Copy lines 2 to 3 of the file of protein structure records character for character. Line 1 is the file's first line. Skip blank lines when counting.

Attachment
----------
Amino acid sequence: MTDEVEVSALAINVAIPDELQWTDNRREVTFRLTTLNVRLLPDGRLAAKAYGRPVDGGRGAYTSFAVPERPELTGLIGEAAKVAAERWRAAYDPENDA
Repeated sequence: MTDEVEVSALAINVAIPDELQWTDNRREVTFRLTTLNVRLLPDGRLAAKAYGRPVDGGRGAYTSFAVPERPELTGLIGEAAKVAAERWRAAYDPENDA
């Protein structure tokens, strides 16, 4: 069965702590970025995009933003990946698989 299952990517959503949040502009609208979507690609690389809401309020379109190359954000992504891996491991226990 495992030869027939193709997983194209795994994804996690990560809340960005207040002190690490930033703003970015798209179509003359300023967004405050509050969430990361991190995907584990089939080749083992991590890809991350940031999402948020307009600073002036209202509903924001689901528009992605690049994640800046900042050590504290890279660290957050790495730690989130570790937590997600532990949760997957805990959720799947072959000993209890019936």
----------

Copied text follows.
Repeated sequence: MTDEVEVSALAINVAIPDELQWTDNRREVTFRLTTLNVRLLPDGRLAAKAYGRPVDGGRGAYTSFAVPERPELTGLIGEAAKVAAERWRAAYDPENDA
């Protein structure tokens, strides 16, 4: 069965702590970025995009933003990946698989 299952990517959503949040502009609208979507690609690389809401309020379109190359954000992504891996491991226990 495992030869027939193709997983194209795994994804996690990560809340960005207040002190690490930033703003970015798209179509003359300023967004405050509050969430990361991190995907584990089939080749083992991590890809991350940031999402948020307009600073002036209202509903924001689901528009992605690049994640800046900042050590504290890279660290957050790495730690989130570790937590997600532990949760997957805990959720799947072959000993209890019936």